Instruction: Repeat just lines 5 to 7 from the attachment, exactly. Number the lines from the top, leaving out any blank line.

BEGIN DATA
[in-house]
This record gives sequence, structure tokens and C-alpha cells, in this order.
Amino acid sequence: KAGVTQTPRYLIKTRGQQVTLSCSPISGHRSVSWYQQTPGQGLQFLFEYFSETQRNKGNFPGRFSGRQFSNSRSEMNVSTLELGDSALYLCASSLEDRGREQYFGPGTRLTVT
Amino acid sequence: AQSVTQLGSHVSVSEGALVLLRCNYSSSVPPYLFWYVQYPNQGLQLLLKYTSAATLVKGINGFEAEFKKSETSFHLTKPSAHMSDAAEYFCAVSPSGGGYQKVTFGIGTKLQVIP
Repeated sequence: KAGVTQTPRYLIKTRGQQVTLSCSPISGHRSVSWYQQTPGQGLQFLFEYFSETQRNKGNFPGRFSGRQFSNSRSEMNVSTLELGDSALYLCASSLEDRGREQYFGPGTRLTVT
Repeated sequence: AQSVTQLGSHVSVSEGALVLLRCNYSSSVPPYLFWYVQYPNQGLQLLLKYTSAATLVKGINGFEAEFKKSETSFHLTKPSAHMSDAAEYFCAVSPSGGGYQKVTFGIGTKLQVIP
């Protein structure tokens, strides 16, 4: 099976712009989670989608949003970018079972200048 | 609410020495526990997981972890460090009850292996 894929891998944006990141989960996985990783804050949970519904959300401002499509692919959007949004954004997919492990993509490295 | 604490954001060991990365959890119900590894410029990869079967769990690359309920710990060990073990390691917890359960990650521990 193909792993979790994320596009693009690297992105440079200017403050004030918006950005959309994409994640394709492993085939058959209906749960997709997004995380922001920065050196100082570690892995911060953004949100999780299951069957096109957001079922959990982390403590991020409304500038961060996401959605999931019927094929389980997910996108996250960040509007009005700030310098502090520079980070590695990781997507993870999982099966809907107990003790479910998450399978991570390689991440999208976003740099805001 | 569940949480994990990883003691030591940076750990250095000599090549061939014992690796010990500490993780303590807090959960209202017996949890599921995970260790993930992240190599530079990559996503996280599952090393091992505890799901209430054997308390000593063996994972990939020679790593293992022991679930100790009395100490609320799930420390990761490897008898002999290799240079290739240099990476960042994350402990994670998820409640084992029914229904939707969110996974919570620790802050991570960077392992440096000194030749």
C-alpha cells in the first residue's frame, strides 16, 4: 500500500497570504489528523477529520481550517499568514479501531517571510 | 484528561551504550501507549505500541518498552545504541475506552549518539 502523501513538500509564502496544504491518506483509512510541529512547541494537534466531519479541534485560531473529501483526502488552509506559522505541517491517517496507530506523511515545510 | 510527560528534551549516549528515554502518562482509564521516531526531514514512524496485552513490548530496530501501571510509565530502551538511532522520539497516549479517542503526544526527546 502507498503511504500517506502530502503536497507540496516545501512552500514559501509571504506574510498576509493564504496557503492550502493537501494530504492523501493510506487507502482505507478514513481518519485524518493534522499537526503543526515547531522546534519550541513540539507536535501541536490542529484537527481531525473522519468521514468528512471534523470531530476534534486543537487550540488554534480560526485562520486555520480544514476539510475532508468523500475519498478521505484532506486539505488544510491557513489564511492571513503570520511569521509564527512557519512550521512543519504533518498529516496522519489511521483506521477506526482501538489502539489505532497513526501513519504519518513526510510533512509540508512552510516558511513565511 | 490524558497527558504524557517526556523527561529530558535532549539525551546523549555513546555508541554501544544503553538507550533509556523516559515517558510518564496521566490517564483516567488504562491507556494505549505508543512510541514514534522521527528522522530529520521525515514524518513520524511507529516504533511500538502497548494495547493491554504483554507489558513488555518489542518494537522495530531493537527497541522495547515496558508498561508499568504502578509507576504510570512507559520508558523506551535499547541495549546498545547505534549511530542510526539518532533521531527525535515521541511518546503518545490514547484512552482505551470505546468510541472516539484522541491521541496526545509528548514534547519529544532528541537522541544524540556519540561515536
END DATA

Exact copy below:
Repeated sequence: KAGVTQTPRYLIKTRGQQVTLSCSPISGHRSVSWYQQTPGQGLQFLFEYFSETQRNKGNFPGRFSGRQFSNSRSEMNVSTLELGDSALYLCASSLEDRGREQYFGPGTRLTVT
Repeated sequence: AQSVTQLGSHVSVSEGALVLLRCNYSSSVPPYLFWYVQYPNQGLQLLLKYTSAATLVKGINGFEAEFKKSETSFHLTKPSAHMSDAAEYFCAVSPSGGGYQKVTFGIGTKLQVIP
């Protein structure tokens, strides 16, 4: 099976712009989670989608949003970018079972200048 | 609410020495526990997981972890460090009850292996 894929891998944006990141989960996985990783804050949970519904959300401002499509692919959007949004954004997919492990993509490295 | 604490954001060991990365959890119900590894410029990869079967769990690359309920710990060990073990390691917890359960990650521990 193909792993979790994320596009693009690297992105440079200017403050004030918006950005959309994409994640394709492993085939058959209906749960997709997004995380922001920065050196100082570690892995911060953004949100999780299951069957096109957001079922959990982390403590991020409304500038961060996401959605999931019927094929389980997910996108996250960040509007009005700030310098502090520079980070590695990781997507993870999982099966809907107990003790479910998450399978991570390689991440999208976003740099805001 | 569940949480994990990883003691030591940076750990250095000599090549061939014992690796010990500490993780303590807090959960209202017996949890599921995970260790993930992240190599530079990559996503996280599952090393091992505890799901209430054997308390000593063996994972990939020679790593293992022991679930100790009395100490609320799930420390990761490897008898002999290799240079290739240099990476960042994350402990994670998820409640084992029914229904939707969110996974919570620790802050991570960077392992440096000194030749």